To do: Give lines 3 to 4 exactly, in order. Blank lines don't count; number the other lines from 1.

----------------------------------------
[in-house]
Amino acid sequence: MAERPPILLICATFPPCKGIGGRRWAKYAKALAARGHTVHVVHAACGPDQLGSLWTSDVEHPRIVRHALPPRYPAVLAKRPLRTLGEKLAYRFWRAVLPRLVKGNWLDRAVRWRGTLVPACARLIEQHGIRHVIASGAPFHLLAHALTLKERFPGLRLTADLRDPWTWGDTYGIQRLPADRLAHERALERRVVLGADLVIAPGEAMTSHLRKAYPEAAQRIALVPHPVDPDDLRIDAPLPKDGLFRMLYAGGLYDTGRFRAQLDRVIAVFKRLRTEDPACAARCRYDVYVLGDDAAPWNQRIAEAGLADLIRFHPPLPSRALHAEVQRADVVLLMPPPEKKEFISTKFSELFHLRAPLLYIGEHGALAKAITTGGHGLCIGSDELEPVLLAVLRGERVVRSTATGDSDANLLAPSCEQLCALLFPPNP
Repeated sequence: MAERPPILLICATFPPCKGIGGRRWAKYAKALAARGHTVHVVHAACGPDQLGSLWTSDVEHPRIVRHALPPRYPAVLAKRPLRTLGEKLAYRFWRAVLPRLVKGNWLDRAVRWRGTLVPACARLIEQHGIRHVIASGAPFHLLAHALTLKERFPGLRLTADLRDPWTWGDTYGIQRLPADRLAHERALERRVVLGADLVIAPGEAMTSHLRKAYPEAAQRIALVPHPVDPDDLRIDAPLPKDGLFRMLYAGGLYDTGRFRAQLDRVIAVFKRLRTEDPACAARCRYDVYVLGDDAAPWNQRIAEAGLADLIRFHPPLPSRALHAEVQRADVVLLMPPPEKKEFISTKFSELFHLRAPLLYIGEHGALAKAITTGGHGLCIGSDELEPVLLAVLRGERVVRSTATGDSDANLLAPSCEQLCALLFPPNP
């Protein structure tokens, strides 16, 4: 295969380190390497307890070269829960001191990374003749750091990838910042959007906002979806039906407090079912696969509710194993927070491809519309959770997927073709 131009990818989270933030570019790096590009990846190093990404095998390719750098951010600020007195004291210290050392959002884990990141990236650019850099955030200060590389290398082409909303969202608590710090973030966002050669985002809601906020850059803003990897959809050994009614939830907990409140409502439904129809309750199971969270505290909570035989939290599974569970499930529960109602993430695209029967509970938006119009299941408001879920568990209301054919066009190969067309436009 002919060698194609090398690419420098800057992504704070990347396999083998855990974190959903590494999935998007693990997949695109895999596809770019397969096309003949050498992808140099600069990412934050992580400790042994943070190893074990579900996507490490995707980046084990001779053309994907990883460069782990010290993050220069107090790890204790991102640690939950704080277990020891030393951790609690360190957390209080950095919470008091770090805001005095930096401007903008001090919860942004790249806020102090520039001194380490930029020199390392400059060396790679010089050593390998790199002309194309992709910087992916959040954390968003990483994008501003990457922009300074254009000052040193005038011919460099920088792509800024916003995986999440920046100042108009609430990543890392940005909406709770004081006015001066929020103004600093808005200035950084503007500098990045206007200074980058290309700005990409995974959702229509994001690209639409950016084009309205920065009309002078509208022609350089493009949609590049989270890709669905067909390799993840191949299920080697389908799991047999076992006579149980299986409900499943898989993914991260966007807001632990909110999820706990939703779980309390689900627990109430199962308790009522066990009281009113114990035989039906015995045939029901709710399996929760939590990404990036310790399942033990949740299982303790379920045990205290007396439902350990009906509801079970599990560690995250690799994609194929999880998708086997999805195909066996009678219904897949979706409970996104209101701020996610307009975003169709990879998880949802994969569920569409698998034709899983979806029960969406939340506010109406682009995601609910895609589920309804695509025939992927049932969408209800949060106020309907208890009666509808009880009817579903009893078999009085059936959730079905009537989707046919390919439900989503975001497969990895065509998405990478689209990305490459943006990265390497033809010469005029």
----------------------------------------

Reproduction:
Repeated sequence: MAERPPILLICATFPPCKGIGGRRWAKYAKALAARGHTVHVVHAACGPDQLGSLWTSDVEHPRIVRHALPPRYPAVLAKRPLRTLGEKLAYRFWRAVLPRLVKGNWLDRAVRWRGTLVPACARLIEQHGIRHVIASGAPFHLLAHALTLKERFPGLRLTADLRDPWTWGDTYGIQRLPADRLAHERALERRVVLGADLVIAPGEAMTSHLRKAYPEAAQRIALVPHPVDPDDLRIDAPLPKDGLFRMLYAGGLYDTGRFRAQLDRVIAVFKRLRTEDPACAARCRYDVYVLGDDAAPWNQRIAEAGLADLIRFHPPLPSRALHAEVQRADVVLLMPPPEKKEFISTKFSELFHLRAPLLYIGEHGALAKAITTGGHGLCIGSDELEPVLLAVLRGERVVRSTATGDSDANLLAPSCEQLCALLFPPNP
């Protein structure tokens, strides 16, 4: 295969380190390497307890070269829960001191990374003749750091990838910042959007906002979806039906407090079912696969509710194993927070491809519309959770997927073709 131009990818989270933030570019790096590009990846190093990404095998390719750098951010600020007195004291210290050392959002884990990141990236650019850099955030200060590389290398082409909303969202608590710090973030966002050669985002809601906020850059803003990897959809050994009614939830907990409140409502439904129809309750199971969270505290909570035989939290599974569970499930529960109602993430695209029967509970938006119009299941408001879920568990209301054919066009190969067309436009 002919060698194609090398690419420098800057992504704070990347396999083998855990974190959903590494999935998007693990997949695109895999596809770019397969096309003949050498992808140099600069990412934050992580400790042994943070190893074990579900996507490490995707980046084990001779053309994907990883460069782990010290993050220069107090790890204790991102640690939950704080277990020891030393951790609690360190957390209080950095919470008091770090805001005095930096401007903008001090919860942004790249806020102090520039001194380490930029020199390392400059060396790679010089050593390998790199002309194309992709910087992916959040954390968003990483994008501003990457922009300074254009000052040193005038011919460099920088792509800024916003995986999440920046100042108009609430990543890392940005909406709770004081006015001066929020103004600093808005200035950084503007500098990045206007200074980058290309700005990409995974959702229509994001690209639409950016084009309205920065009309002078509208022609350089493009949609590049989270890709669905067909390799993840191949299920080697389908799991047999076992006579149980299986409900499943898989993914991260966007807001632990909110999820706990939703779980309390689900627990109430199962308790009522066990009281009113114990035989039906015995045939029901709710399996929760939590990404990036310790399942033990949740299982303790379920045990205290007396439902350990009906509801079970599990560690995250690799994609194929999880998708086997999805195909066996009678219904897949979706409970996104209101701020996610307009975003169709990879998880949802994969569920569409698998034709899983979806029960969406939340506010109406682009995601609910895609589920309804695509025939992927049932969408209800949060106020309907208890009666509808009880009817579903009893078999009085059936959730079905009537989707046919390919439900989503975001497969990895065509998405990478689209990305490459943006990265390497033809010469005029």